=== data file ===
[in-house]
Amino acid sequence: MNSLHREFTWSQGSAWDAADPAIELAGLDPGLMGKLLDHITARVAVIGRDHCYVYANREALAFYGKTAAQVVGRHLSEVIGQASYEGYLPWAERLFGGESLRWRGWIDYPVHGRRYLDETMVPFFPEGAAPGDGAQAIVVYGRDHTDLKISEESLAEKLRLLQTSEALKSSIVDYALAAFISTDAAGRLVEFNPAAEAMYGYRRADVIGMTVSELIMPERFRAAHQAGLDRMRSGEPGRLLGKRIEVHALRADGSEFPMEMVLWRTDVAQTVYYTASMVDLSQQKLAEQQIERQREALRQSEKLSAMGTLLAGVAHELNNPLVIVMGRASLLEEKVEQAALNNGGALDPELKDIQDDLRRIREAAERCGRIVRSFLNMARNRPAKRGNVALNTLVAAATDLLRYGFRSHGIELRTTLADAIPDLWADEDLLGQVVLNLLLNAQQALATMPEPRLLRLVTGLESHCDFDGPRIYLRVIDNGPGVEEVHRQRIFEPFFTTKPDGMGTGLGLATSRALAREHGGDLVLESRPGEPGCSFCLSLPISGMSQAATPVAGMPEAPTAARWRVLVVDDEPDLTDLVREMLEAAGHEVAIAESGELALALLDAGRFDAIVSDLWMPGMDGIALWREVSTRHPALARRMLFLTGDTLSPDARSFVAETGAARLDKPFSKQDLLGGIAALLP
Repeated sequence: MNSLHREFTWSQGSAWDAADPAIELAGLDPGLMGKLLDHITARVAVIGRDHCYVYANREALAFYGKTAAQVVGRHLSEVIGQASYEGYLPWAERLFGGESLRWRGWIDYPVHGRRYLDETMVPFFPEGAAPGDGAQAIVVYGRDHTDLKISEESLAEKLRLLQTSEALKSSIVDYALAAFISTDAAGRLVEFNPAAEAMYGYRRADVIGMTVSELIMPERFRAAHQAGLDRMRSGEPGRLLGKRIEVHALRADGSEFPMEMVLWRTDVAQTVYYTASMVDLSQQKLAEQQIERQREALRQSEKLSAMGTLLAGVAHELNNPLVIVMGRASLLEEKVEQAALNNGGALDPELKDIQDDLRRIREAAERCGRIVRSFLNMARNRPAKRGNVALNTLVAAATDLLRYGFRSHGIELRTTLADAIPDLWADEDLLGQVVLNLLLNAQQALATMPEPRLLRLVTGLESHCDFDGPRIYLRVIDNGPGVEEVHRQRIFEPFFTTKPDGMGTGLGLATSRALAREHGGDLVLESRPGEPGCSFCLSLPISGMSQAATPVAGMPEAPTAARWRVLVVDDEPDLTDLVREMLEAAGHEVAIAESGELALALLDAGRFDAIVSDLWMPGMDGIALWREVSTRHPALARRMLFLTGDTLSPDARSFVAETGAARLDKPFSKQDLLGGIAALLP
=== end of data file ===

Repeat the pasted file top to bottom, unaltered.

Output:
[in-house]
Amino acid sequence: MNSLHREFTWSQGSAWDAADPAIELAGLDPGLMGKLLDHITARVAVIGRDHCYVYANREALAFYGKTAAQVVGRHLSEVIGQASYEGYLPWAERLFGGESLRWRGWIDYPVHGRRYLDETMVPFFPEGAAPGDGAQAIVVYGRDHTDLKISEESLAEKLRLLQTSEALKSSIVDYALAAFISTDAAGRLVEFNPAAEAMYGYRRADVIGMTVSELIMPERFRAAHQAGLDRMRSGEPGRLLGKRIEVHALRADGSEFPMEMVLWRTDVAQTVYYTASMVDLSQQKLAEQQIERQREALRQSEKLSAMGTLLAGVAHELNNPLVIVMGRASLLEEKVEQAALNNGGALDPELKDIQDDLRRIREAAERCGRIVRSFLNMARNRPAKRGNVALNTLVAAATDLLRYGFRSHGIELRTTLADAIPDLWADEDLLGQVVLNLLLNAQQALATMPEPRLLRLVTGLESHCDFDGPRIYLRVIDNGPGVEEVHRQRIFEPFFTTKPDGMGTGLGLATSRALAREHGGDLVLESRPGEPGCSFCLSLPISGMSQAATPVAGMPEAPTAARWRVLVVDDEPDLTDLVREMLEAAGHEVAIAESGELALALLDAGRFDAIVSDLWMPGMDGIALWREVSTRHPALARRMLFLTGDTLSPDARSFVAETGAARLDKPFSKQDLLGGIAALLP
Repeated sequence: MNSLHREFTWSQGSAWDAADPAIELAGLDPGLMGKLLDHITARVAVIGRDHCYVYANREALAFYGKTAAQVVGRHLSEVIGQASYEGYLPWAERLFGGESLRWRGWIDYPVHGRRYLDETMVPFFPEGAAPGDGAQAIVVYGRDHTDLKISEESLAEKLRLLQTSEALKSSIVDYALAAFISTDAAGRLVEFNPAAEAMYGYRRADVIGMTVSELIMPERFRAAHQAGLDRMRSGEPGRLLGKRIEVHALRADGSEFPMEMVLWRTDVAQTVYYTASMVDLSQQKLAEQQIERQREALRQSEKLSAMGTLLAGVAHELNNPLVIVMGRASLLEEKVEQAALNNGGALDPELKDIQDDLRRIREAAERCGRIVRSFLNMARNRPAKRGNVALNTLVAAATDLLRYGFRSHGIELRTTLADAIPDLWADEDLLGQVVLNLLLNAQQALATMPEPRLLRLVTGLESHCDFDGPRIYLRVIDNGPGVEEVHRQRIFEPFFTTKPDGMGTGLGLATSRALAREHGGDLVLESRPGEPGCSFCLSLPISGMSQAATPVAGMPEAPTAARWRVLVVDDEPDLTDLVREMLEAAGHEVAIAESGELALALLDAGRFDAIVSDLWMPGMDGIALWREVSTRHPALARRMLFLTGDTLSPDARSFVAETGAARLDKPFSKQDLLGGIAALLP